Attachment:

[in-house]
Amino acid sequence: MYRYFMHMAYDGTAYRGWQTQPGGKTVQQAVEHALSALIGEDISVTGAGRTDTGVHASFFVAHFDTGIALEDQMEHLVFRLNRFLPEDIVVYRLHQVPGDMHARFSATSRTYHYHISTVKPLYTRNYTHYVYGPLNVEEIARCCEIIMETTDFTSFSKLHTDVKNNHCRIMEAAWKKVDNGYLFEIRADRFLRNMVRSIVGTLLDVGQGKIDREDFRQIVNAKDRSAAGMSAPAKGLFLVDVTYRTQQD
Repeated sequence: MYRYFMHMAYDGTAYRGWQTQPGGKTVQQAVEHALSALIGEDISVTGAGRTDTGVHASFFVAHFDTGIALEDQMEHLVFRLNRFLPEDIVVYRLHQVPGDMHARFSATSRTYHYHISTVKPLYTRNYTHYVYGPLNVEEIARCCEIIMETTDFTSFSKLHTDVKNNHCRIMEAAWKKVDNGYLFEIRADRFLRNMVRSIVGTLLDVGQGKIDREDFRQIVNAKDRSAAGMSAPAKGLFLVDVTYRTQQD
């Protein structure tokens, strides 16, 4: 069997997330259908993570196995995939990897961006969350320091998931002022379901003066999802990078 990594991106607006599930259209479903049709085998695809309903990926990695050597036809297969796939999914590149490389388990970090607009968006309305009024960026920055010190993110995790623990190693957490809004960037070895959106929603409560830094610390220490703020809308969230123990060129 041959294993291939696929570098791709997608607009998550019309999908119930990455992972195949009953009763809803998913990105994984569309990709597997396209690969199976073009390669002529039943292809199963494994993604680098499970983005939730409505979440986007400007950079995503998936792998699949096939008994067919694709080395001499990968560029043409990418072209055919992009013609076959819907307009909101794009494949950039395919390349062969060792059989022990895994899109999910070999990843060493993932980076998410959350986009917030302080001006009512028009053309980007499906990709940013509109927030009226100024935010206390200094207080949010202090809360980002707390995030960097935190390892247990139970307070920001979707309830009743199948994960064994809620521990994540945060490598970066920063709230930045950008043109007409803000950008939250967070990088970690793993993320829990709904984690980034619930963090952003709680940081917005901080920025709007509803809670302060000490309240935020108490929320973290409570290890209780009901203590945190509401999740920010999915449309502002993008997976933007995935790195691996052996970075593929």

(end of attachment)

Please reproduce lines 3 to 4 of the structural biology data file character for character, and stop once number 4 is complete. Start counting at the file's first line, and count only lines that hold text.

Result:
Repeated sequence: MYRYFMHMAYDGTAYRGWQTQPGGKTVQQAVEHALSALIGEDISVTGAGRTDTGVHASFFVAHFDTGIALEDQMEHLVFRLNRFLPEDIVVYRLHQVPGDMHARFSATSRTYHYHISTVKPLYTRNYTHYVYGPLNVEEIARCCEIIMETTDFTSFSKLHTDVKNNHCRIMEAAWKKVDNGYLFEIRADRFLRNMVRSIVGTLLDVGQGKIDREDFRQIVNAKDRSAAGMSAPAKGLFLVDVTYRTQQD
């Protein structure tokens, strides 16, 4: 069997997330259908993570196995995939990897961006969350320091998931002022379901003066999802990078 990594991106607006599930259209479903049709085998695809309903990926990695050597036809297969796939999914590149490389388990970090607009968006309305009024960026920055010190993110995790623990190693957490809004960037070895959106929603409560830094610390220490703020809308969230123990060129 041959294993291939696929570098791709997608607009998550019309999908119930990455992972195949009953009763809803998913990105994984569309990709597997396209690969199976073009390669002529039943292809199963494994993604680098499970983005939730409505979440986007400007950079995503998936792998699949096939008994067919694709080395001499990968560029043409990418072209055919992009013609076959819907307009909101794009494949950039395919390349062969060792059989022990895994899109999910070999990843060493993932980076998410959350986009917030302080001006009512028009053309980007499906990709940013509109927030009226100024935010206390200094207080949010202090809360980002707390995030960097935190390892247990139970307070920001979707309830009743199948994960064994809620521990994540945060490598970066920063709230930045950008043109007409803000950008939250967070990088970690793993993320829990709904984690980034619930963090952003709680940081917005901080920025709007509803809670302060000490309240935020108490929320973290409570290890209780009901203590945190509401999740920010999915449309502002993008997976933007995935790195691996052996970075593929």